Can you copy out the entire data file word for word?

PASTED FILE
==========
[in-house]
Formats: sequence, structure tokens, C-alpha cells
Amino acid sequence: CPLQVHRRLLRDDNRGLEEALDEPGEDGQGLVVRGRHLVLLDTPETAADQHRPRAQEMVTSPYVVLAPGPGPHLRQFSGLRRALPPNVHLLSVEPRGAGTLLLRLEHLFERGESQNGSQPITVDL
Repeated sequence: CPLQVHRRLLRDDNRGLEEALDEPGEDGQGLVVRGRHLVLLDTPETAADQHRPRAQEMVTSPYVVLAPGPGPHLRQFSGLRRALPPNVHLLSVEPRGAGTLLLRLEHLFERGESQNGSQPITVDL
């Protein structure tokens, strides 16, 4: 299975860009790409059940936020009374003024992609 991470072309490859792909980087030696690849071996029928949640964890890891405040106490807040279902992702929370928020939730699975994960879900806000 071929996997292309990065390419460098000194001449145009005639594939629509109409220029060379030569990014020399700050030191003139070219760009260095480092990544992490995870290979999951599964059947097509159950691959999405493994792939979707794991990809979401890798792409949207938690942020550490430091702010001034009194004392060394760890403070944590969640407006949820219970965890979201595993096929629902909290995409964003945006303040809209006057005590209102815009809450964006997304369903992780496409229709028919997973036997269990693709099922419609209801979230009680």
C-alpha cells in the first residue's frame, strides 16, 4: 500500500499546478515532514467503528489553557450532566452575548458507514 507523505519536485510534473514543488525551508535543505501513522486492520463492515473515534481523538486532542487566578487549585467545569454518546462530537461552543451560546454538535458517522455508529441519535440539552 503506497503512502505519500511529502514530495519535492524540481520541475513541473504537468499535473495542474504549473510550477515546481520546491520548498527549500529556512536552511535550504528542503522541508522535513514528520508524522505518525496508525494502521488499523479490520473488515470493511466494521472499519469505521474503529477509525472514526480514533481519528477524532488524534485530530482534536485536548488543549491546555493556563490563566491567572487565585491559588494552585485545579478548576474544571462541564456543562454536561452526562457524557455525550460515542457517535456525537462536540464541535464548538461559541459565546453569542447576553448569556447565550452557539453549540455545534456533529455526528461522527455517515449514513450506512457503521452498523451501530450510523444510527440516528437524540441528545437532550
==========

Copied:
[in-house]
Formats: sequence, structure tokens, C-alpha cells
Amino acid sequence: CPLQVHRRLLRDDNRGLEEALDEPGEDGQGLVVRGRHLVLLDTPETAADQHRPRAQEMVTSPYVVLAPGPGPHLRQFSGLRRALPPNVHLLSVEPRGAGTLLLRLEHLFERGESQNGSQPITVDL
Repeated sequence: CPLQVHRRLLRDDNRGLEEALDEPGEDGQGLVVRGRHLVLLDTPETAADQHRPRAQEMVTSPYVVLAPGPGPHLRQFSGLRRALPPNVHLLSVEPRGAGTLLLRLEHLFERGESQNGSQPITVDL
């Protein structure tokens, strides 16, 4: 299975860009790409059940936020009374003024992609 991470072309490859792909980087030696690849071996029928949640964890890891405040106490807040279902992702929370928020939730699975994960879900806000 071929996997292309990065390419460098000194001449145009005639594939629509109409220029060379030569990014020399700050030191003139070219760009260095480092990544992490995870290979999951599964059947097509159950691959999405493994792939979707794991990809979401890798792409949207938690942020550490430091702010001034009194004392060394760890403070944590969640407006949820219970965890979201595993096929629902909290995409964003945006303040809209006057005590209102815009809450964006997304369903992780496409229709028919997973036997269990693709099922419609209801979230009680």
C-alpha cells in the first residue's frame, strides 16, 4: 500500500499546478515532514467503528489553557450532566452575548458507514 507523505519536485510534473514543488525551508535543505501513522486492520463492515473515534481523538486532542487566578487549585467545569454518546462530537461552543451560546454538535458517522455508529441519535440539552 503506497503512502505519500511529502514530495519535492524540481520541475513541473504537468499535473495542474504549473510550477515546481520546491520548498527549500529556512536552511535550504528542503522541508522535513514528520508524522505518525496508525494502521488499523479490520473488515470493511466494521472499519469505521474503529477509525472514526480514533481519528477524532488524534485530530482534536485536548488543549491546555493556563490563566491567572487565585491559588494552585485545579478548576474544571462541564456543562454536561452526562457524557455525550460515542457517535456525537462536540464541535464548538461559541459565546453569542447576553448569556447565550452557539453549540455545534456533529455526528461522527455517515449514513450506512457503521452498523451501530450510523444510527440516528437524540441528545437532550